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Felipe Paulino and the Astros: To start or not to start?

I don't think that there was another player who caused such a disconnect between how we here at TCB viewed the player and how the Astros front office viewed/handled the player last season than Felipe Paulino.  I can remember pacing about on a hot summer's eve chain-smoking my way through the frustration of the knowledge that six-man rotation would eventually squeeze out Paulino, and not Russ Ortiz or Brian Moehler (sadly, it's moments like that make me miss smoking).  The comments at the time expressed the same level of confusion to why the Astros weren't allowing this very talented pitcher to take his lumps at the big league level.

Thankfully, for us, Mike Hampton's shoulder flamed out and Paulino was given another attempt at the big league level. Unfortunately, Paulino continued his less than consistent way during that stretch, providing both glimmers of hope and, well, glimmers of the opposite.

The story remains the same for this endeavor: Harry Pavlidus provided the pitch/fx data and I'll try to divine what it can or can't tell us about Felipe Paulino's potential in 2010.  Hopefully we can get a true sense of just how much we should vilify the Astros if Moehler get's the fifth starter nod and Paulino get's relegated to the bullpen.

The wise place to start is Paulino's stuff.  PF_X is the horizontal movement of a pitch, with a negative number implying that the ball was x inches in on a RHB from the center of the strike zone when it crossed the front of the plate.  PF_Z is the vertical movement of a pitch, with a negative number implying that the ball was x inches below the center of the strike zone when it crossed the front of the plate.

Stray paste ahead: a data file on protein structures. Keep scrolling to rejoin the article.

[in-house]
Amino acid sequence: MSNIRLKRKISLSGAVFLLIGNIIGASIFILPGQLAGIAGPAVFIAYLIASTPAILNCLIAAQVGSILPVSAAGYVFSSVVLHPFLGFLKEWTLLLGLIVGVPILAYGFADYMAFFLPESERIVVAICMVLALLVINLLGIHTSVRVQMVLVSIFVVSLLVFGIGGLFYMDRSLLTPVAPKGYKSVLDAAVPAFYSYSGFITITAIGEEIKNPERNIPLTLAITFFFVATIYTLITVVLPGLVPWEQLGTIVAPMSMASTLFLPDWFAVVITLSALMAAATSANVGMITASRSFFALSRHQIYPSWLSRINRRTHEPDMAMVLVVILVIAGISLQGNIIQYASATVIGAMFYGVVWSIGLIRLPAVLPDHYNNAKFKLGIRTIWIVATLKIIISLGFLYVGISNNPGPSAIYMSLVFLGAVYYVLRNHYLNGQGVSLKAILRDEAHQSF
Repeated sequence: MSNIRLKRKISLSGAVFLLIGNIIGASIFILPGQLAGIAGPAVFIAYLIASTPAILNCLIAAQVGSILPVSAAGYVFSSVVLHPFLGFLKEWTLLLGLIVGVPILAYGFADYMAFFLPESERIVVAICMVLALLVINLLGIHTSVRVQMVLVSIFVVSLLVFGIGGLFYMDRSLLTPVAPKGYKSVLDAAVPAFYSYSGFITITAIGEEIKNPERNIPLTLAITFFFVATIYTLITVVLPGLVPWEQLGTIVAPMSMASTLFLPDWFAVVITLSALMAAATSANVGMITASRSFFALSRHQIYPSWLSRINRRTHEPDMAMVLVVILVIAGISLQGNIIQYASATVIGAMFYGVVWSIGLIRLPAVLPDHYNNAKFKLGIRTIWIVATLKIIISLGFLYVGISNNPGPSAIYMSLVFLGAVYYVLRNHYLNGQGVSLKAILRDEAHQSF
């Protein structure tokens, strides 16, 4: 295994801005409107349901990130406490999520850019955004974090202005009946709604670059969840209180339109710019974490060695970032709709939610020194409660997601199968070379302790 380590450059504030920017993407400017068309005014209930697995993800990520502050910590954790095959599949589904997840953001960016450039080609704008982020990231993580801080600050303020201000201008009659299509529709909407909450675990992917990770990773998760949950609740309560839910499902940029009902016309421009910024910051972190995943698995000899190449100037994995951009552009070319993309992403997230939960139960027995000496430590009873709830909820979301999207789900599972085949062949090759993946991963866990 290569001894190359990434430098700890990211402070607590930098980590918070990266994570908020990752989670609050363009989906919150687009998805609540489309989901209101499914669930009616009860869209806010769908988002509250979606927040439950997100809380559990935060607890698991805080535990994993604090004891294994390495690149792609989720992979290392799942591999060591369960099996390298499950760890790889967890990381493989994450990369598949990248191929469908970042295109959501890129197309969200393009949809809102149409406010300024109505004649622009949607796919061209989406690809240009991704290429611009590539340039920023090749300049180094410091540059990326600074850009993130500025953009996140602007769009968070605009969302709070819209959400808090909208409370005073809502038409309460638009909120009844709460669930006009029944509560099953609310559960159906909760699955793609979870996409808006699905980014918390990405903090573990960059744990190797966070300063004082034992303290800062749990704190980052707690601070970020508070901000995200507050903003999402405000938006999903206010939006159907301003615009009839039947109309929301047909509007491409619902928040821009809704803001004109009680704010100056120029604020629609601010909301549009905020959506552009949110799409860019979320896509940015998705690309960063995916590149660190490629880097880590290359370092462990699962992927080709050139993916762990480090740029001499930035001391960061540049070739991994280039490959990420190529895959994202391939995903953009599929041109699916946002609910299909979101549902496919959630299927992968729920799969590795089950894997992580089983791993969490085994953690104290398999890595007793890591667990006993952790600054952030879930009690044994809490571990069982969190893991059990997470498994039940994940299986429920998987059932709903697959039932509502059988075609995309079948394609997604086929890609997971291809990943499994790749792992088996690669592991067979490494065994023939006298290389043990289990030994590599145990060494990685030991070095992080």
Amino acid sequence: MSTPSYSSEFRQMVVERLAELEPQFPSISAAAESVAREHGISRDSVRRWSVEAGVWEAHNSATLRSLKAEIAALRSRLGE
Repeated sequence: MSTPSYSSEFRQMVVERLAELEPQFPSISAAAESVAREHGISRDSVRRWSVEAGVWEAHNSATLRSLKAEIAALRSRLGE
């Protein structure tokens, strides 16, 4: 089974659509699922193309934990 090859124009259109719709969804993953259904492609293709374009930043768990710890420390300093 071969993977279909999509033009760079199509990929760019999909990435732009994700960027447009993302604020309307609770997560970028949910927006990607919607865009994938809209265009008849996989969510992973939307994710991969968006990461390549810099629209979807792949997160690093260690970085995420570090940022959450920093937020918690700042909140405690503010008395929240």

Type # vs LHH vs RHH MPH PFX_X PFX_Z
Change 107 77 30 86.8 -4.1 7.5
Curve 96 64 32 76.5 0.6 -4.0
Fastball 1120 516 604 96.1 -5.7 9.9
Slider 564 230 334 87.0 -0.4 0.0

There are a few things to like, right off the bat.  Paulino's curve ball is of the 12-6 variety as there is hardly any actual horizontal break, and, relative to his fastball, the movement is still focused on a vertical change.  Aside from the amount of "hump" that is present on a curveball, relative to a fastball, being a 12-6 curve is the second most important indicator of a successful curve.  Of course, it's also his least utilized pitch, but we'll dig deeper on that subject in a moment.

Then there's his slider.  Appealing, again, to the anatomy of a pitch series, the key to a slider is in the horizontal component. Paulino's slider tighter than we'd hope for, but, its still a pitch that has the horizontal component that is necessary.

Finally, there's his change-up.  The first thing to admire is that there is a near 10MPH gap between his fastball and his change-up. In terms of a pitch to utilize for southpaw, it remains a fairly effective pitch in terms of horizontal movement, but the minute drop in vertical movement, relative to his fastball, leaves it very mash-able. The most important correlate of a change-up is release point (i.e. how well it's masked), but we don't have that data to analyze.

In terms of Paulino's stuff, these numbers suggest that his best pitches probably go something like:

  1. Fastball
  2. Curveball
  3. Slider
  4. Change-up
But, we can get some better quantifications of each pitch:

cfx # MPH Swing Whiff Foul B:CS IWZ Chase Watch nkSLG GB% FB% PU% LD% HR/FL% rv100 rv100E
Change 107 86.8 0.4953 0.415 0.226 5.8 0.495 0.241 0.245 1.053 42% 21% 0% 37% 18% 6.08 2.47
Curve 96 76.5 0.3646 0.257 0.286 2.1 0.448 0.283 0.535 0.875 31% 31% 0% 38% 9% 5.12 2.57
Fastball 1120 96.1 0.4455 0.162 0.385 2.2 0.545 0.218 0.346 0.655 41% 33% 9% 17% 11% 1.76 0.31